Having healed Layleth’s wererat wounds (much to Mangre’s disappointment), Mangre, Gino, Kuri, Layleth and Quinn left the temple behind and resumed the hunt for the Slaying Stone.
“There’s only one place left to check, " Layleth said. “The mansion.”
“Aye, and we can finally be leavin’ the wererats and gods forsaken goblins behind,” Mangre agreed. “I find meself in need of a strong ale and a good smoke.”
Digging in his pack, Gino produced a large water skin. Holding it out of Mangre’s reach, Gino laughed, “You can have this ale when we finish the job, my little friend,” showing the skin to Mangre and replacing it in his pack.
Mangre jumped for the ale and missed.
“That just ain’t right ye overgrown tattoo!”
Quinn giggled, and Sir Brandt appeared.
“I suggest we move on, friends of Quinn, as I too need to rest soon.”
Refocused on the task at hand, the party headed toward the mansion.
As the five living members of the group made their way stealthily across the road and towards the manner, they could see that it was in a state of disrepair. The building was probably once the pride of Kiris Dahn, but after years of occupation by the goblins and kobolds, walls had crumbled and vines had overgrown the area. The mansion that was once most likely clean stone, was now a crumbling mess of dark stains, creepers, and broken windows. Patrolling the perimeter, the party could see that there would be no easy way to sneak in. Obviously this building was now home to whomever was currently in charge. The goblins patrolling the building were not typical, easily distracted fools, as the party could tell by their walk and mannerisms. Looking warily at the building, Gino spoke first.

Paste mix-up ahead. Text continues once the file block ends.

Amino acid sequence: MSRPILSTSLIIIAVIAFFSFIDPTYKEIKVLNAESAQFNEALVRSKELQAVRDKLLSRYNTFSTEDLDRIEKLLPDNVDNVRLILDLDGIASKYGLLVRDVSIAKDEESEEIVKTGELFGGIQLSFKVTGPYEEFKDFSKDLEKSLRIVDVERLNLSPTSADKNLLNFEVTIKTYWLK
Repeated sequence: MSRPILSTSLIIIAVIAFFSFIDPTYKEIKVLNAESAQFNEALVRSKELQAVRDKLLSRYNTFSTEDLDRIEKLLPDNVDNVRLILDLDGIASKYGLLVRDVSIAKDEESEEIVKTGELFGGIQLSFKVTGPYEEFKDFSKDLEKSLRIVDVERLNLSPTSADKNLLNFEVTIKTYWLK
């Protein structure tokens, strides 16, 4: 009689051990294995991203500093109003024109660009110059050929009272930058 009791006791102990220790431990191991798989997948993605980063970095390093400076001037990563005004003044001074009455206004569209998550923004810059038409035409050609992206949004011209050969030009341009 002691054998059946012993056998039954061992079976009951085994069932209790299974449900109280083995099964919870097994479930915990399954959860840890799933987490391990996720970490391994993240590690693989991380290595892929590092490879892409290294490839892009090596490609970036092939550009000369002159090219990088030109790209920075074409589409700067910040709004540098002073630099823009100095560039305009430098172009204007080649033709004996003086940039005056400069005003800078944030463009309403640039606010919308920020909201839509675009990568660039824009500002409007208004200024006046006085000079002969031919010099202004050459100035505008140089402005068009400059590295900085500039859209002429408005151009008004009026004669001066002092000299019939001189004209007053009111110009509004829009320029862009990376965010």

“They are guarding something.” Peering into the gloom, he continued, “I would bet my next arena winnings that whatever they are guarding knows where the Slaying Stone is, if they don’t already have it themselves. We should be cautious.”
Layleth agreed, “if the current resident does have the Slaying Stone, I suggest we distract it so that it cannot bring its focus on one of us. We heard what Treona said, ‘Instant Death with but a single thought,’ that is not something I was to have to deal with.”
“Something about fighting that way gives me the creeps,” Mangre shuddered. “It’s not the way the gods intended us to fight.”
Kuri flashed some pictures of the patrols to the group, showing movement and location of most of the guards.
Layleth sighed, “well, here goes nothing,” and advanced towards the mansion.
Just as she was about to break through the foliage and underbrush, Mangre grabbed her arm. “Don’t…” the dwarf said uncharacteristically. Something big was about to happen, and the dwarf, using his years of combat experience could feel it in the air. “Let me go.” He said.
Layleth looked hard at the dwarf. She, too, could tell something was amiss. This was no simple goblin patrol. “Fine, but we will be right behind you,” she whispered.